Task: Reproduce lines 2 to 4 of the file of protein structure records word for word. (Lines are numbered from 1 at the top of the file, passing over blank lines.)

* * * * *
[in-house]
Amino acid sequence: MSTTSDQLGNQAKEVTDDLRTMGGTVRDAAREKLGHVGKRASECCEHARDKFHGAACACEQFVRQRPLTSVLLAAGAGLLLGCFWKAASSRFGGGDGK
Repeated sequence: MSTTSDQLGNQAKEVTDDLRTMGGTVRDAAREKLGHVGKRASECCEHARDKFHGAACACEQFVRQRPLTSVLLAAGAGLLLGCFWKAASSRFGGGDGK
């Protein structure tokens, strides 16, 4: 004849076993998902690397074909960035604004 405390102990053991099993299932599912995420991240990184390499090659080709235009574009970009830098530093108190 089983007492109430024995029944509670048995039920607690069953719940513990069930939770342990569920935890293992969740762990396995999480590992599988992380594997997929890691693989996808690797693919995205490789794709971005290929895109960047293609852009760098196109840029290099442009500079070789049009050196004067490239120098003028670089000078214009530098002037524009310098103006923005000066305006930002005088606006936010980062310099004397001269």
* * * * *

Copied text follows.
Amino acid sequence: MSTTSDQLGNQAKEVTDDLRTMGGTVRDAAREKLGHVGKRASECCEHARDKFHGAACACEQFVRQRPLTSVLLAAGAGLLLGCFWKAASSRFGGGDGK
Repeated sequence: MSTTSDQLGNQAKEVTDDLRTMGGTVRDAAREKLGHVGKRASECCEHARDKFHGAACACEQFVRQRPLTSVLLAAGAGLLLGCFWKAASSRFGGGDGK
């Protein structure tokens, strides 16, 4: 004849076993998902690397074909960035604004 405390102990053991099993299932599912995420991240990184390499090659080709235009574009970009830098530093108190 089983007492109430024995029944509670048995039920607690069953719940513990069930939770342990569920935890293992969740762990396995999480590992599988992380594997997929890691693989996808690797693919995205490789794709971005290929895109960047293609852009760098196109840029290099442009500079070789049009050196004067490239120098003028670089000078214009530098002037524009310098103006923005000066305006930002005088606006936010980062310099004397001269």